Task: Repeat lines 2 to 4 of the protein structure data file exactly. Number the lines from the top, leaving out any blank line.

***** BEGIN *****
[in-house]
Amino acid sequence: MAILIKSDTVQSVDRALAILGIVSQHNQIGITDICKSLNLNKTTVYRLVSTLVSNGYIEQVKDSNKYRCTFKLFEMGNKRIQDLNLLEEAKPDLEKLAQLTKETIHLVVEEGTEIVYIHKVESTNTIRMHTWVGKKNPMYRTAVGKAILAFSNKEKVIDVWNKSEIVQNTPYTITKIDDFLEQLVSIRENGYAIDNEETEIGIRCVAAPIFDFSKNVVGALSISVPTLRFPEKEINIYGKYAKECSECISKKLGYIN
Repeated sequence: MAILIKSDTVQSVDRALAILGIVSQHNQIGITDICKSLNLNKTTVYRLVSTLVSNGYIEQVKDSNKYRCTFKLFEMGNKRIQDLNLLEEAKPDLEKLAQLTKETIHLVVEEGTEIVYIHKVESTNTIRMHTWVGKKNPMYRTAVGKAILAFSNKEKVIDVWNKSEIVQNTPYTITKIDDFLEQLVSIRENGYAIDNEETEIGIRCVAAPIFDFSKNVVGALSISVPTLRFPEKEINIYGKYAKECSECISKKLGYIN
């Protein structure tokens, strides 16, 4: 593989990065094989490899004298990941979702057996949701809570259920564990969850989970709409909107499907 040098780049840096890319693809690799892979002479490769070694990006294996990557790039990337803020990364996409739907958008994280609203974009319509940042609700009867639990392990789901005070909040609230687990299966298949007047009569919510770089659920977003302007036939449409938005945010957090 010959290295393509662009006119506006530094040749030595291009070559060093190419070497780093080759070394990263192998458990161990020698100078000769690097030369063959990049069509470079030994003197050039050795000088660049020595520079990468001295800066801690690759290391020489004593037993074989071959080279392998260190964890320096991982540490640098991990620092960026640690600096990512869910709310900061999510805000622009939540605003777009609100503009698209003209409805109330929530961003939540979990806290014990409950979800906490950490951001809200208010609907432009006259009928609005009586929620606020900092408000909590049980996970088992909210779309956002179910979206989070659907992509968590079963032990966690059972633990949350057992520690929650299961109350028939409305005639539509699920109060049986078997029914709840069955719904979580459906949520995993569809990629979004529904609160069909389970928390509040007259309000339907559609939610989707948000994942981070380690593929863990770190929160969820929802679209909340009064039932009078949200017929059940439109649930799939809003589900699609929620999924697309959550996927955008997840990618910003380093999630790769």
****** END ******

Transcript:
Amino acid sequence: MAILIKSDTVQSVDRALAILGIVSQHNQIGITDICKSLNLNKTTVYRLVSTLVSNGYIEQVKDSNKYRCTFKLFEMGNKRIQDLNLLEEAKPDLEKLAQLTKETIHLVVEEGTEIVYIHKVESTNTIRMHTWVGKKNPMYRTAVGKAILAFSNKEKVIDVWNKSEIVQNTPYTITKIDDFLEQLVSIRENGYAIDNEETEIGIRCVAAPIFDFSKNVVGALSISVPTLRFPEKEINIYGKYAKECSECISKKLGYIN
Repeated sequence: MAILIKSDTVQSVDRALAILGIVSQHNQIGITDICKSLNLNKTTVYRLVSTLVSNGYIEQVKDSNKYRCTFKLFEMGNKRIQDLNLLEEAKPDLEKLAQLTKETIHLVVEEGTEIVYIHKVESTNTIRMHTWVGKKNPMYRTAVGKAILAFSNKEKVIDVWNKSEIVQNTPYTITKIDDFLEQLVSIRENGYAIDNEETEIGIRCVAAPIFDFSKNVVGALSISVPTLRFPEKEINIYGKYAKECSECISKKLGYIN
């Protein structure tokens, strides 16, 4: 593989990065094989490899004298990941979702057996949701809570259920564990969850989970709409909107499907 040098780049840096890319693809690799892979002479490769070694990006294996990557790039990337803020990364996409739907958008994280609203974009319509940042609700009867639990392990789901005070909040609230687990299966298949007047009569919510770089659920977003302007036939449409938005945010957090 010959290295393509662009006119506006530094040749030595291009070559060093190419070497780093080759070394990263192998458990161990020698100078000769690097030369063959990049069509470079030994003197050039050795000088660049020595520079990468001295800066801690690759290391020489004593037993074989071959080279392998260190964890320096991982540490640098991990620092960026640690600096990512869910709310900061999510805000622009939540605003777009609100503009698209003209409805109330929530961003939540979990806290014990409950979800906490950490951001809200208010609907432009006259009928609005009586929620606020900092408000909590049980996970088992909210779309956002179910979206989070659907992509968590079963032990966690059972633990949350057992520690929650299961109350028939409305005639539509699920109060049986078997029914709840069955719904979580459906949520995993569809990629979004529904609160069909389970928390509040007259309000339907559609939610989707948000994942981070380690593929863990770190929160969820929802679209909340009064039932009078949200017929059940439109649930799939809003589900699609929620999924697309959550996927955008997840990618910003380093999630790769």